Writers & Artists: Arnold and Jacob Pander
Dissident X is a full-length graphic novel written and illustrated by the Pander Brothers, published by Dark Horse Comics. It’s all at once a rip-roaring adventure, a cautionary tale, and social commentary. The style and spirit are that of years long past but the subject matter brings contemporary world problems to the comic medium. While it does feel like a timely piece of work, it sometimes strains verisimilitude and left me feeling ambivalent.
Welcome to a world where multinational corporations track your every move. They force you to opt-in to digital social monitoring platforms and privatize information. Governments are powerless against privatized police forces. The system crushes all that oppose it. All of this, in the name of progress.
When a privatized police force slaughters hundreds of people in Time Square, Hans, the only survivor flees the United States. He catches a boat to Amsterdam where many of the problems in the US persist. As a journalist, Hans can’t help but take an active interest in the problems of the city. He finds himself the lead suspect in a multi-assassination plot. He knows that to free his name he needs to get the truth about Thexoll out, the problem is, the very enemy he faces owns the media outlets he’ll need to clear his name.
The characters in this story are pretty varied. Though they are, by and large, a collection of neo-punk revolutionaries, they each have decidedly unique motives and hopes for the future. The only exception is Thexoll, the towering overlord, multi-nat owner who seeks to encompass the whole world in his corporation’s grip. The result is a caricature of a corporate businessman who sees the world as his oyster. He believes the ends always justify the means and will do anything to achieve his goal. It sounds scary, and it is, especially in our current political climate. However, it also falls a little flat. There doesn’t seem to be much of a justification for Thexoll’s motives. He’s already got all the money he could ever want. Unfortunately, his philosophy isn’t explored in any depth.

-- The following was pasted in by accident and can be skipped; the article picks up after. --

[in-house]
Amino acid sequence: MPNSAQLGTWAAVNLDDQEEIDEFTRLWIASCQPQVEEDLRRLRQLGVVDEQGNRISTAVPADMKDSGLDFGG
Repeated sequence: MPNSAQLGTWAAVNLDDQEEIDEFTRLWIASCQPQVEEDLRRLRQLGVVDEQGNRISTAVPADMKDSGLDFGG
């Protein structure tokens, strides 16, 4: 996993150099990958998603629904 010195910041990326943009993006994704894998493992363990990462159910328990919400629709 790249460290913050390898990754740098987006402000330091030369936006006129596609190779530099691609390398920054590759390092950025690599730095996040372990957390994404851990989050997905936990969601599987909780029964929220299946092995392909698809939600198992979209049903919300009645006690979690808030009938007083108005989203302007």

Hans, the protagonist, plays the part of the narrator and reluctant hero. His development as a scared outlaw to a full-throttle activist is well done and gradual. However, much of the narration, which is in the form of internal monologue comes off a bit self-important. While he’s certainly an able main character, at times he felt preachy and unrelatable.
The Panders are stalwarts of the industry. They’ve been at this for a long time. They know how to spin a yarn in sequentials, there’s no doubt. However, some of the art feels a bit antiquated, which is awesome if you like old school comic style paneling. Four, six, seven-panel pages tell the story concisely, but the art struck me as utilitarian rather than a precise artistic medium this story required. Maybe this is my failing as a reader, but, in my opinion, the best comics and graphic novels are the ones that couldn’t be told in any other storytelling medium. While Dissident X is a decidedly good yarn, it ultimately leaves me with a question or two about thematic elements, artistic directions, and character motives.
An interesting take on a near-future world run by corporations. It sadly didn't connect with me as much as I had hoped due to a lack of character motive and a dearth of action scenes. I think those who enjoy works like V for Vendetta would probably find much to enjoy here.